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Special Day Recalls the Continuum of Culture

Just inside the door of Five Crowns restaurant in Corona del Mar, Ward Ritchie’s relatives distributed pin-on buttons proclaiming, “I (red heart) W. R.”

My wife and I wore our buttons proudly. I’m displaying mine in my garage print shop. My wife plans to show off hers somehow with her collection of cookbooks published by the Ward Ritchie Press.

Ritchie had lived to see his 80th year that day last Saturday. He was his usual glowing, affable self, testimony to one his favorite sayings, “If I had known I was going to live so long, I’d have taken better care of myself.”

Later that day, Marjie and I joined friends of Donald C. and Frances Meadows at Moreno’s Mexican restaurant in Orange. This gathering was tinged with the sadness that farewells to favorite people always have. Don and Frances, both of whom will never see 80 again, have sold their lovely adobe home, Quinta de los Prados, in Panorama Heights, and are moving late in July to Yuba City to be close to their son, Donald F.

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Ward Ritchie, the dean of western fine printers, and Don Meadows, the dean of western historians--a pair of giants of our time--have enriched our cultural heritage.

It may seem I’ve interrupted my Greek experience to tell you about these beloved, creative people, but in truth I’m pointing out a continuum of culture that reaches back more than 2000 years to places and sites visited on our recent cruise of the Greek islands. I recall thinking of Ward, who prints as well as writes, and Don, who writes and used to print, more than once as I marveled at early examples of the alphabet--the greatest gift to civilization.

It was on the island of Crete that I saw with awe the law or codex of Gortyn, cut into stones sometime in the beginning of the 5th Century BC. The beautiful sans-serif letters on stone blocks incorporated into a wall, protected by an arched ceiling, have given us a unique glimpse of early Greek Crete and into the Dorian customs. They also are evidence of the earliest Greek law code and the first European one.

Back then they used to write from left to right and then from right to left, line following line in that order. When running from right to left, the letters, in logical fashion, faced the opposite way. This is called boustrophedon writing, a word that tends to escape my memory. It’s easier for me to remember that this is how the ox pulls the plow through a field, one furrow to the left, the next to the right. I was told that this was the meaning of boustrophedon.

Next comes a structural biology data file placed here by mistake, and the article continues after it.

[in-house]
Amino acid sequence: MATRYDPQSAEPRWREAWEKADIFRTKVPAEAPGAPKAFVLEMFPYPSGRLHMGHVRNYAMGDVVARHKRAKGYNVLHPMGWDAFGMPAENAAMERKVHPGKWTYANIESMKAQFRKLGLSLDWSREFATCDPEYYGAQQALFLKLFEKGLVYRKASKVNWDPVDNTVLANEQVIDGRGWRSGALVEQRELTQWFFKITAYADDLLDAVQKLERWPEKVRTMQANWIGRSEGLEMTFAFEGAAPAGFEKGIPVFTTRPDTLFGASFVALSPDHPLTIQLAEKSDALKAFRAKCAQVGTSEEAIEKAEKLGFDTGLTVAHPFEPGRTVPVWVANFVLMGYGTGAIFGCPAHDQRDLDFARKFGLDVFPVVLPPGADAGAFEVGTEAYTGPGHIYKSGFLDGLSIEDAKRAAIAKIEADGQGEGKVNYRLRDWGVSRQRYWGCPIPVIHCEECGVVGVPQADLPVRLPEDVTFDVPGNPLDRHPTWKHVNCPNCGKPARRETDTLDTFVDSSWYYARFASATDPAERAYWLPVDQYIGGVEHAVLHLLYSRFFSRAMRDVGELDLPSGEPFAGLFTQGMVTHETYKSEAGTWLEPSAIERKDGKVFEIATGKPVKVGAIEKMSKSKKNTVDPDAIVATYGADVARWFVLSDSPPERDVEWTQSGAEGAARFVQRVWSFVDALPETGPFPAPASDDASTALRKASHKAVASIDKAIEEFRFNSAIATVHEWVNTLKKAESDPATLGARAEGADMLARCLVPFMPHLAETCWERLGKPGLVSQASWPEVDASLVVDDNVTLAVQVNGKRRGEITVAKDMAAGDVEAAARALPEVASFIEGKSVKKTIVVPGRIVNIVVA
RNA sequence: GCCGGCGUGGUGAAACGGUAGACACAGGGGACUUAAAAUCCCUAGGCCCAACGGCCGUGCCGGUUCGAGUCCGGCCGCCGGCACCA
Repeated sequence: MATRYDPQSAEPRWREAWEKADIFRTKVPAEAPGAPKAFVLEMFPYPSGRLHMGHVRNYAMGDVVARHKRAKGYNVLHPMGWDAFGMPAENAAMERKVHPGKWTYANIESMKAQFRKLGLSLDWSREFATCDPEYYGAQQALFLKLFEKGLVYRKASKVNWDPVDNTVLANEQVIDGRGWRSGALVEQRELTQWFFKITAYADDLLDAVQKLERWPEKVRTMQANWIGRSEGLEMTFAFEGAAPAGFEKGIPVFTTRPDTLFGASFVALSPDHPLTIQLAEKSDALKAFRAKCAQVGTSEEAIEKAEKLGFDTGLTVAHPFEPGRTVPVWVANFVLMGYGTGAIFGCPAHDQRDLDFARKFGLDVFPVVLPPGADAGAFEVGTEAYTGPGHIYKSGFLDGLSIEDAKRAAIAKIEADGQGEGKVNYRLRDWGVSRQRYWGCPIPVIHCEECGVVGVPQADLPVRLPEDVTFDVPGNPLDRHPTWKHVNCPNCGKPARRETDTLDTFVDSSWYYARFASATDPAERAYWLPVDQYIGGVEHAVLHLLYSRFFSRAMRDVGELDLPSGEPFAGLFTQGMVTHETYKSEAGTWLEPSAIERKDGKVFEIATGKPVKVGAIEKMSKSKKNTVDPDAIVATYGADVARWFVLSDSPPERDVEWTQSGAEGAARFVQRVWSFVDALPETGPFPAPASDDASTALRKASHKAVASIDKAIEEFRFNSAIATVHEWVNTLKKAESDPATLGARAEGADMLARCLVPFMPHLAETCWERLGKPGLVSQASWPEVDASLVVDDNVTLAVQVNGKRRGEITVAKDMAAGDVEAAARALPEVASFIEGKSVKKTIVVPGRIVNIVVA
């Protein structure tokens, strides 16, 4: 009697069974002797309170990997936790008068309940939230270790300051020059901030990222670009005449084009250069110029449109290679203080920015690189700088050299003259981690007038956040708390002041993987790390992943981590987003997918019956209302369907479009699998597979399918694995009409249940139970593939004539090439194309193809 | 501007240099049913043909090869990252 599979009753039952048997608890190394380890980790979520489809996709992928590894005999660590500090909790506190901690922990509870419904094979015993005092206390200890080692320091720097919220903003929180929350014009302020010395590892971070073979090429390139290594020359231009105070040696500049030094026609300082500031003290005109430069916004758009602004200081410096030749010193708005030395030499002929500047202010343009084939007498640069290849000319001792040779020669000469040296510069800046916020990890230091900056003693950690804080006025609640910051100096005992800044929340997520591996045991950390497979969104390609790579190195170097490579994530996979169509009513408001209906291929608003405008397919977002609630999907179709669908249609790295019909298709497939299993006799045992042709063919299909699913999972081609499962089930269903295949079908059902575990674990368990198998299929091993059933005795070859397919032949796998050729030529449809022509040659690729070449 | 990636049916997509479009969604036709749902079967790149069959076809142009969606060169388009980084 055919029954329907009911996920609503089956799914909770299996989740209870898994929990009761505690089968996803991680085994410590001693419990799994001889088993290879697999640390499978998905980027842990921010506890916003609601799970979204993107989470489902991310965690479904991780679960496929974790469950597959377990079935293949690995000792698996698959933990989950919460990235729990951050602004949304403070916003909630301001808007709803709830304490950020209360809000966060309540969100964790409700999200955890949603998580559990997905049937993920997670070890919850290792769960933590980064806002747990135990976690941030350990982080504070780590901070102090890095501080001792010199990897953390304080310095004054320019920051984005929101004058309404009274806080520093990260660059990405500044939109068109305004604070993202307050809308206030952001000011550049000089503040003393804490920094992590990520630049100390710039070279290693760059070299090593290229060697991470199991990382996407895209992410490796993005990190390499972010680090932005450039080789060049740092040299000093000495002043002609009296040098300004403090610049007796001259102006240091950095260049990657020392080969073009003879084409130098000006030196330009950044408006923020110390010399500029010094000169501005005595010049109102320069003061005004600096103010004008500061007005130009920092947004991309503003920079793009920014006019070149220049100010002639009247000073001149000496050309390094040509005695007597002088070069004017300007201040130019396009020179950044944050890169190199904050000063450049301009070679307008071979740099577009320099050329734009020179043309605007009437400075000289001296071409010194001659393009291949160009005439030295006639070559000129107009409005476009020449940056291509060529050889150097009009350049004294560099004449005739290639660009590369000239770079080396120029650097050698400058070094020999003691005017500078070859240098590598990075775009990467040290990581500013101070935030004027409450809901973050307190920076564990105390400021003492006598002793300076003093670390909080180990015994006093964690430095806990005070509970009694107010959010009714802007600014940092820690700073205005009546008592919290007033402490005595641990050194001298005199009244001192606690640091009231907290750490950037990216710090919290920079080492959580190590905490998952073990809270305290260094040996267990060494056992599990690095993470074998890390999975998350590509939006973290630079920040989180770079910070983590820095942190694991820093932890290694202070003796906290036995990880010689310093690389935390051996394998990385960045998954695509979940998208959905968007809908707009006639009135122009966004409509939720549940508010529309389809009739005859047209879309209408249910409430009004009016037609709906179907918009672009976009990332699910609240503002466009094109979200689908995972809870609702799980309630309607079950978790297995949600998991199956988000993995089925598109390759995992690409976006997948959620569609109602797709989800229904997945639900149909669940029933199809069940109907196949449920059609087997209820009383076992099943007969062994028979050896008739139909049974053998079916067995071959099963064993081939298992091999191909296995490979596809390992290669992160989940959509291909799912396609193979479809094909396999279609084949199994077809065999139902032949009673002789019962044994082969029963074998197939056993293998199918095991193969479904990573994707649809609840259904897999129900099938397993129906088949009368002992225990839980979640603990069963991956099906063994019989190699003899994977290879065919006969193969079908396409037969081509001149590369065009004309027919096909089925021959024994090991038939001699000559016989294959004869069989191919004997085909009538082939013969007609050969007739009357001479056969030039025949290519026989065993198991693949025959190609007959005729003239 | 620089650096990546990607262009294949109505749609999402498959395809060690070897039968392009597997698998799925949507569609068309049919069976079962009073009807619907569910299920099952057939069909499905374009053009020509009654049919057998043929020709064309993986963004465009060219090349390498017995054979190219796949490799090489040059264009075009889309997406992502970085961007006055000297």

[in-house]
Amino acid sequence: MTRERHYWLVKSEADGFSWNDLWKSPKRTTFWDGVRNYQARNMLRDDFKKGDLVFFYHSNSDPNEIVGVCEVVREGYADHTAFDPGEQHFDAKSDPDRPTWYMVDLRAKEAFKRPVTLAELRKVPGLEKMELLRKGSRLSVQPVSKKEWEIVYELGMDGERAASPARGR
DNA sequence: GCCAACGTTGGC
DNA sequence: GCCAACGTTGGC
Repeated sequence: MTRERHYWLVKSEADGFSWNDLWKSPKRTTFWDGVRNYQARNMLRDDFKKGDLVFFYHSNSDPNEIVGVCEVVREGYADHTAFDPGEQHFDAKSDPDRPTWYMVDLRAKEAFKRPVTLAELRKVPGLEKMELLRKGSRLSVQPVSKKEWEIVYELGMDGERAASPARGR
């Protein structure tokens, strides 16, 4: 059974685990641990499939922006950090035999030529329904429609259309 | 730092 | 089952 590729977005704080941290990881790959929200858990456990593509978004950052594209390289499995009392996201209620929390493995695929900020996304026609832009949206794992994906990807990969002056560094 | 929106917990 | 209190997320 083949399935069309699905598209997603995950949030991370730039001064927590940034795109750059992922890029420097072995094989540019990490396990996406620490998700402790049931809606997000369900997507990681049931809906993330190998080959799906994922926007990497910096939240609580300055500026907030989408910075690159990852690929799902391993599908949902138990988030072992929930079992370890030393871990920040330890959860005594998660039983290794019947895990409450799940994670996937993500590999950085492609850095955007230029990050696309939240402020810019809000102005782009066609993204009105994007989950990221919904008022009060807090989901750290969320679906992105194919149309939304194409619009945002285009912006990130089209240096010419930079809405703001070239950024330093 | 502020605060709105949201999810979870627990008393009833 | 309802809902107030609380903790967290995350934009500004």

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Fortunately, the Romans saved these ancient inscriptions by incorporating them into the building that forms a part of a well-preserved Roman odeum. Different cultures stand cheek by jowl here. Here is an altar and temple of Apollo. And here the ruins of a Byzantine church of the Apostle Titus, first bishop of Crete. On stones in the churchyard are carved inscriptions showing writing’s evolution in the 7th Century. Now the writing reads like ours from left to right. And here are the classical Roman letters, with neatly carved serifs.

It will be a long seven-century leap to printing with moveable type, but the groundwork of all type design has been laid here on Cretan soil.

And here lies the mystery that still baffles historians. Where does our alphabet come from? Of course, we got our Latin alphabet from the Greeks and the Greeks got theirs from the Phoenicians. (Now we’re back several thousand years BC.) But where the Phoenicians got theirs, nobody knows. We don’t even know much about the Phoenicians, except they were great seamen and sharp traders.

So that’s what I meant about Ward and Don being representatives of an ancient continuum. So, for that matter, is this page you’re reading. Study those Roman letters on this page and ponder on the miracle and the mystery of the ancient alphabet that is ours, blessed readers.

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